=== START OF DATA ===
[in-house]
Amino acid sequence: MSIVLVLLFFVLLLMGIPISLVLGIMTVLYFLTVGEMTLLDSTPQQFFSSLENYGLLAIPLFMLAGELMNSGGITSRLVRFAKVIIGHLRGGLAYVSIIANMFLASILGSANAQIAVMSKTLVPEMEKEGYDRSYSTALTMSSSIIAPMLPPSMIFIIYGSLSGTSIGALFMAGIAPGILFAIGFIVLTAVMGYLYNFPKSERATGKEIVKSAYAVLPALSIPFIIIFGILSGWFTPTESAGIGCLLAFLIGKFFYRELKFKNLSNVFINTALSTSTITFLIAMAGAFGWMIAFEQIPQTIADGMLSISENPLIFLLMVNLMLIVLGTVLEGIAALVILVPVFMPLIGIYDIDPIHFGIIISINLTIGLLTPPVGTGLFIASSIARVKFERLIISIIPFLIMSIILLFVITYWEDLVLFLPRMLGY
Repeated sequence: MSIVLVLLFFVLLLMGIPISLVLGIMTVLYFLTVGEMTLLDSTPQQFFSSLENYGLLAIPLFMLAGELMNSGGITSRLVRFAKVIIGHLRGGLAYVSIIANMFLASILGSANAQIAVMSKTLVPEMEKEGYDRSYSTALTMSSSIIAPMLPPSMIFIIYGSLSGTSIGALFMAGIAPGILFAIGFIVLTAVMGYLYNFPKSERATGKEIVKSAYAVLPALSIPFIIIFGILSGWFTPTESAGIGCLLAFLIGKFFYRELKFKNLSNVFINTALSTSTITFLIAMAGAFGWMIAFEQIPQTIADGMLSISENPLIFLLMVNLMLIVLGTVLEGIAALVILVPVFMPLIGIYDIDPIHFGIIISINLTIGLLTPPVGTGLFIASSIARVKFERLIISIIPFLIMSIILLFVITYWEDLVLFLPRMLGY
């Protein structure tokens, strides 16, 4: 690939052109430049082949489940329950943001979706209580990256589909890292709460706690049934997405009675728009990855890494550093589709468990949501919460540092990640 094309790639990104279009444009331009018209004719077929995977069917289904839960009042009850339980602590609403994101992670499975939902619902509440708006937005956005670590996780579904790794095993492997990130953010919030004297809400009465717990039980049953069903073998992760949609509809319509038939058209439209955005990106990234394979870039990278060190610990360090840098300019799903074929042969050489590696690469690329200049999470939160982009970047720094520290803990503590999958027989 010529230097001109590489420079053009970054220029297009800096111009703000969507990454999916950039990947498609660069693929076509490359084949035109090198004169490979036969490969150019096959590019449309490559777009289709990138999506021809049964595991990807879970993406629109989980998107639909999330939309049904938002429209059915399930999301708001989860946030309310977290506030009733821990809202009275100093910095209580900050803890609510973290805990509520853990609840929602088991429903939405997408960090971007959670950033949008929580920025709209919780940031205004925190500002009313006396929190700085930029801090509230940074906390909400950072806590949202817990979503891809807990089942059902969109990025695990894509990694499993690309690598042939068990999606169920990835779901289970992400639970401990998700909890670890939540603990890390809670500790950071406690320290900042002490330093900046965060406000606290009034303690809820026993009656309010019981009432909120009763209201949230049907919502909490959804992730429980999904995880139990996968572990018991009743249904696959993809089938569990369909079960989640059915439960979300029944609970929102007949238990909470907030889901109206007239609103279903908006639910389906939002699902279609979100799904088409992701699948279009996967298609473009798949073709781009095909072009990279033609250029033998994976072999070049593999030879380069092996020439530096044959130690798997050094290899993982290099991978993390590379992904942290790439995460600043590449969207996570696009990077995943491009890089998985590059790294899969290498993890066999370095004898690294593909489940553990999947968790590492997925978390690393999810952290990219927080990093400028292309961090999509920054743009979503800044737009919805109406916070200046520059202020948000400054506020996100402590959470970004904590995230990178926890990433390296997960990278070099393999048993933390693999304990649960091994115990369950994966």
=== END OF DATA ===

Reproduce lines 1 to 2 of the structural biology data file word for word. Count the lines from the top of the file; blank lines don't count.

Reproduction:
[in-house]
Amino acid sequence: MSIVLVLLFFVLLLMGIPISLVLGIMTVLYFLTVGEMTLLDSTPQQFFSSLENYGLLAIPLFMLAGELMNSGGITSRLVRFAKVIIGHLRGGLAYVSIIANMFLASILGSANAQIAVMSKTLVPEMEKEGYDRSYSTALTMSSSIIAPMLPPSMIFIIYGSLSGTSIGALFMAGIAPGILFAIGFIVLTAVMGYLYNFPKSERATGKEIVKSAYAVLPALSIPFIIIFGILSGWFTPTESAGIGCLLAFLIGKFFYRELKFKNLSNVFINTALSTSTITFLIAMAGAFGWMIAFEQIPQTIADGMLSISENPLIFLLMVNLMLIVLGTVLEGIAALVILVPVFMPLIGIYDIDPIHFGIIISINLTIGLLTPPVGTGLFIASSIARVKFERLIISIIPFLIMSIILLFVITYWEDLVLFLPRMLGY